by Andy Gause
USC–With graduation tomorrow, senior creative writing major Kirk Mason has come to the conclusion that he’s “majorly boned.” With the prospect of real life becoming a rapidly approaching reality, Kirk says that he wishes he had chosen a more realistic major, or at the very least, taken a few economics courses.
This phenomenon, known as ‘liberal arts dread,’ hits all communication, film, music, philosophy, and art history majors in the days leading up to graduation, and causes these normally chipper students to desperately clutch to the last vestiges of college life before finally succumbing to the stark, cold realities of a hostile job market.
Liberal arts dread first hit Kirk after he wrote “moderate DJ abilities” in the skills section of his bare-bones resume. This lack of marketable skills really shook the Screenwriting minor to his core. He explains, “When it comes to Neo-classical film analysis, East Asian religions, and Beatles trivia, I’m well equipped. But when it comes to stuff that employers care about, like web design and math, I’m so screwed.”
Kirk’s liberal arts dread continued to rise when he noticed many of his non-liberal arts friends preparing for law school, med school, and entry level corporate positions. Meanwhile, Kirk’s post-graduation options are more limited. “Uber driver, waiter, or sperm donor, that’s it,” said Kirk before staring off into the distance for a full minute. “At this point, I’d do anything. Hell, I’d even consider being a middle school teacher,” he added with quivering lips.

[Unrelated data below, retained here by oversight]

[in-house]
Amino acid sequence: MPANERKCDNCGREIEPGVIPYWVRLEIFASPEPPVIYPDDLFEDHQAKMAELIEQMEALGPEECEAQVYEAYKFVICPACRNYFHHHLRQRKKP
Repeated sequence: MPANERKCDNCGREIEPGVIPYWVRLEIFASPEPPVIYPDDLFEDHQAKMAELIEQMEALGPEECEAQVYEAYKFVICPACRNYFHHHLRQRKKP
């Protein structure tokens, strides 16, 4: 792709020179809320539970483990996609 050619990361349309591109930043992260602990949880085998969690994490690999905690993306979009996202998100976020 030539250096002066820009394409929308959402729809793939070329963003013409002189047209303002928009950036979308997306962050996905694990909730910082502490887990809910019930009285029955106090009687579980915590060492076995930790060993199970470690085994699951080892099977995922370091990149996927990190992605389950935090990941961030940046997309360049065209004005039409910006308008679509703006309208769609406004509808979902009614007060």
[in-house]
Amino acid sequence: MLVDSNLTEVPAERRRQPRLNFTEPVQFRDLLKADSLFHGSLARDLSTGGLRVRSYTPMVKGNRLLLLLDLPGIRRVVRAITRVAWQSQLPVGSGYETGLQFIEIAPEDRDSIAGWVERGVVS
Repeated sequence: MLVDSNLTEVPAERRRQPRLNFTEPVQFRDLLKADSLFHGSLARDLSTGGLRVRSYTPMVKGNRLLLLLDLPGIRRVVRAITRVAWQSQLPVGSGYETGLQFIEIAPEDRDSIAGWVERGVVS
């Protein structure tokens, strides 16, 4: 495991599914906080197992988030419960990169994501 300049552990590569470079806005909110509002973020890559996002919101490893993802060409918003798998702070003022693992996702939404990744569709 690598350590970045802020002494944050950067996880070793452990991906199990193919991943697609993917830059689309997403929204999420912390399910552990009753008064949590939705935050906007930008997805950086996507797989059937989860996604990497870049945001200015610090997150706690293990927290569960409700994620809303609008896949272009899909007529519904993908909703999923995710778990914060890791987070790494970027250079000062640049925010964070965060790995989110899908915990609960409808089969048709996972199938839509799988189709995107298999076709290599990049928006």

With the looming shadow of commencement haunting his every waking moment, Kirk says he’s gotten a new perspective on past experiences. For example, he now understands the disappointed glint in his father’s eyes every time Kirk mentioned his improv class.
“My dad didn’t hate my art, he just wanted me to make money and succeed. It all makes perfect sense now,” said Kirk in between desperate gulps of Guinness.
However, Kirk thinks there is one possible cure for his liberal arts dread, “Eh, I can always go to grad school.” He smiles as he imagines two more years in the warm cocoon of college life.